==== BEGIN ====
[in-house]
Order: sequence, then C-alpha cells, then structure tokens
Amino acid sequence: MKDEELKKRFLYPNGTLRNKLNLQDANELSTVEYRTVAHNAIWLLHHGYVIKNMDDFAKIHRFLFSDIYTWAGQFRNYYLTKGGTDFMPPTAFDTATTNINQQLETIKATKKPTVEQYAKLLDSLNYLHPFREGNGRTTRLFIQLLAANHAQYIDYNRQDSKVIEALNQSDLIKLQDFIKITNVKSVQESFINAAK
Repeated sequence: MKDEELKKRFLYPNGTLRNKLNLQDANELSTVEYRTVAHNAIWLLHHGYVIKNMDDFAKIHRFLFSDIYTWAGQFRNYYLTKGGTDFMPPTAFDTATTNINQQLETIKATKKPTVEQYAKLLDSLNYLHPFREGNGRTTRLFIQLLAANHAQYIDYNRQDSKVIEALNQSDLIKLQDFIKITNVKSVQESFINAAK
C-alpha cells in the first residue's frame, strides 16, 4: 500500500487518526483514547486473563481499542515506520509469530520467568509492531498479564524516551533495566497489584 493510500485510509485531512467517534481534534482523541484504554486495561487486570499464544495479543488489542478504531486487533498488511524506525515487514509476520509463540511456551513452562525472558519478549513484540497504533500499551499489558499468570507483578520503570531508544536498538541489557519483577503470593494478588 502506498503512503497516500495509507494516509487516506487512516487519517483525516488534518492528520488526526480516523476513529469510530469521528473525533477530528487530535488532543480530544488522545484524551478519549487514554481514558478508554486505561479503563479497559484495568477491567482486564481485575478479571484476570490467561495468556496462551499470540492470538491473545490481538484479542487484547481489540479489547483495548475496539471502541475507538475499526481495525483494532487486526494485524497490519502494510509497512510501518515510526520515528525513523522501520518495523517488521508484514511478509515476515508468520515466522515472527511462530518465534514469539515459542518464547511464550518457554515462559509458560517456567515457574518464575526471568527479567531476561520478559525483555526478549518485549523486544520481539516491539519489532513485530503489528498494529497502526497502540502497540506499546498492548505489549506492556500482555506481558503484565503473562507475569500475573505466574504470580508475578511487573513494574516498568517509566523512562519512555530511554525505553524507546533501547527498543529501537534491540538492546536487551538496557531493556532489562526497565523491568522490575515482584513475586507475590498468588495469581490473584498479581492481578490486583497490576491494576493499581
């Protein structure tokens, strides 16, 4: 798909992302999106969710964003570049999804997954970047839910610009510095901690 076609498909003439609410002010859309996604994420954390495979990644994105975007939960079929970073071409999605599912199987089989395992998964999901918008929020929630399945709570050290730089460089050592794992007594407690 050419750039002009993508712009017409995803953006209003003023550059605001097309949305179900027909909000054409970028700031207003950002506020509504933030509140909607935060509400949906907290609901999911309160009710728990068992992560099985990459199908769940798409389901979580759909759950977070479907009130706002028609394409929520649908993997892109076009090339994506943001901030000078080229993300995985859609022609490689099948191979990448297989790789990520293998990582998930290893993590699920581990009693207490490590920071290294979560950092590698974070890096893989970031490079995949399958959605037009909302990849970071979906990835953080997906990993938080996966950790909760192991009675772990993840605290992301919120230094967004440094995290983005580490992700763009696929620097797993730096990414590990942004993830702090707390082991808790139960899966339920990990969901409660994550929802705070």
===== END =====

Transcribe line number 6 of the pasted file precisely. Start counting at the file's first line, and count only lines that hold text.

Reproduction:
């Protein structure tokens, strides 16, 4: 798909992302999106969710964003570049999804997954970047839910610009510095901690 076609498909003439609410002010859309996604994420954390495979990644994105975007939960079929970073071409999605599912199987089989395992998964999901918008929020929630399945709570050290730089460089050592794992007594407690 050419750039002009993508712009017409995803953006209003003023550059605001097309949305179900027909909000054409970028700031207003950002506020509504933030509140909607935060509400949906907290609901999911309160009710728990068992992560099985990459199908769940798409389901979580759909759950977070479907009130706002028609394409929520649908993997892109076009090339994506943001901030000078080229993300995985859609022609490689099948191979990448297989790789990520293998990582998930290893993590699920581990009693207490490590920071290294979560950092590698974070890096893989970031490079995949399958959605037009909302990849970071979906990835953080997906990993938080996966950790909760192991009675772990993840605290992301919120230094967004440094995290983005580490992700763009696929620097797993730096990414590990942004993830702090707390082991808790139960899966339920990990969901409660994550929802705070």